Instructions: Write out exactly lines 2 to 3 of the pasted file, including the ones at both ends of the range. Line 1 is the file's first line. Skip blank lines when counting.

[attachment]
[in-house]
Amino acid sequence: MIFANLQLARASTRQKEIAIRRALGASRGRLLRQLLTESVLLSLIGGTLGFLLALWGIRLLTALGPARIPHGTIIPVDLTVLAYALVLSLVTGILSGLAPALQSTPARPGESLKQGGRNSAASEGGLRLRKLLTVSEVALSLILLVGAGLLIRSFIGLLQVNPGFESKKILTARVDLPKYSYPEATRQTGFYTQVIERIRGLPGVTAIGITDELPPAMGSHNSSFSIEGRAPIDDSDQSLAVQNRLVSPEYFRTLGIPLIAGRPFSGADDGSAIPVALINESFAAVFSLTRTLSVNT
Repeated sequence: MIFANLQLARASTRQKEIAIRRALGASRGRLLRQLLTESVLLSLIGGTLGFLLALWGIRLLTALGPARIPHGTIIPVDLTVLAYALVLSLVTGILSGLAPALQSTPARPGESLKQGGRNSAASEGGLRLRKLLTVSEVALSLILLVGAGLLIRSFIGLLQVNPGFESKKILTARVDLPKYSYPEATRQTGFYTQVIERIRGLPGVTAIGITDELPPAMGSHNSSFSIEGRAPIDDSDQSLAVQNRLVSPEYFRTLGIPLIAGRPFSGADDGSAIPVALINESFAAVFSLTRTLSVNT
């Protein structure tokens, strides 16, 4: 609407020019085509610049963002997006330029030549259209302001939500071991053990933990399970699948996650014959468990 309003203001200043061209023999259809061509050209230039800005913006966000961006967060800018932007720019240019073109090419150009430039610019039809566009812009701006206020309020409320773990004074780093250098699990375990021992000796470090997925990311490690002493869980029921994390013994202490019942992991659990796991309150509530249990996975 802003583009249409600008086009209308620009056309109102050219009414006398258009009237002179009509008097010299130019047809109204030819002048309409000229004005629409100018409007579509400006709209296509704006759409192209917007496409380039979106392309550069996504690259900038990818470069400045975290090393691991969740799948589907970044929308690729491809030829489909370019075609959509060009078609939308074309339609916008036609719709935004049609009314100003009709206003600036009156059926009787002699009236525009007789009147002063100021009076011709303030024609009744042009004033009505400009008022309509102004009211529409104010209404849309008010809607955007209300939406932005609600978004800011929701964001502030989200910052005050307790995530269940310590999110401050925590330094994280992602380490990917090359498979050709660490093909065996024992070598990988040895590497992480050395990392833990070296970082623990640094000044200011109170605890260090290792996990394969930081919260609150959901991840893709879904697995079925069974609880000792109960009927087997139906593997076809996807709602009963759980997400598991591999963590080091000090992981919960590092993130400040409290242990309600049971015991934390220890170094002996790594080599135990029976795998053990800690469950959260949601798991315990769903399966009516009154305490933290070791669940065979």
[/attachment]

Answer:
Amino acid sequence: MIFANLQLARASTRQKEIAIRRALGASRGRLLRQLLTESVLLSLIGGTLGFLLALWGIRLLTALGPARIPHGTIIPVDLTVLAYALVLSLVTGILSGLAPALQSTPARPGESLKQGGRNSAASEGGLRLRKLLTVSEVALSLILLVGAGLLIRSFIGLLQVNPGFESKKILTARVDLPKYSYPEATRQTGFYTQVIERIRGLPGVTAIGITDELPPAMGSHNSSFSIEGRAPIDDSDQSLAVQNRLVSPEYFRTLGIPLIAGRPFSGADDGSAIPVALINESFAAVFSLTRTLSVNT
Repeated sequence: MIFANLQLARASTRQKEIAIRRALGASRGRLLRQLLTESVLLSLIGGTLGFLLALWGIRLLTALGPARIPHGTIIPVDLTVLAYALVLSLVTGILSGLAPALQSTPARPGESLKQGGRNSAASEGGLRLRKLLTVSEVALSLILLVGAGLLIRSFIGLLQVNPGFESKKILTARVDLPKYSYPEATRQTGFYTQVIERIRGLPGVTAIGITDELPPAMGSHNSSFSIEGRAPIDDSDQSLAVQNRLVSPEYFRTLGIPLIAGRPFSGADDGSAIPVALINESFAAVFSLTRTLSVNT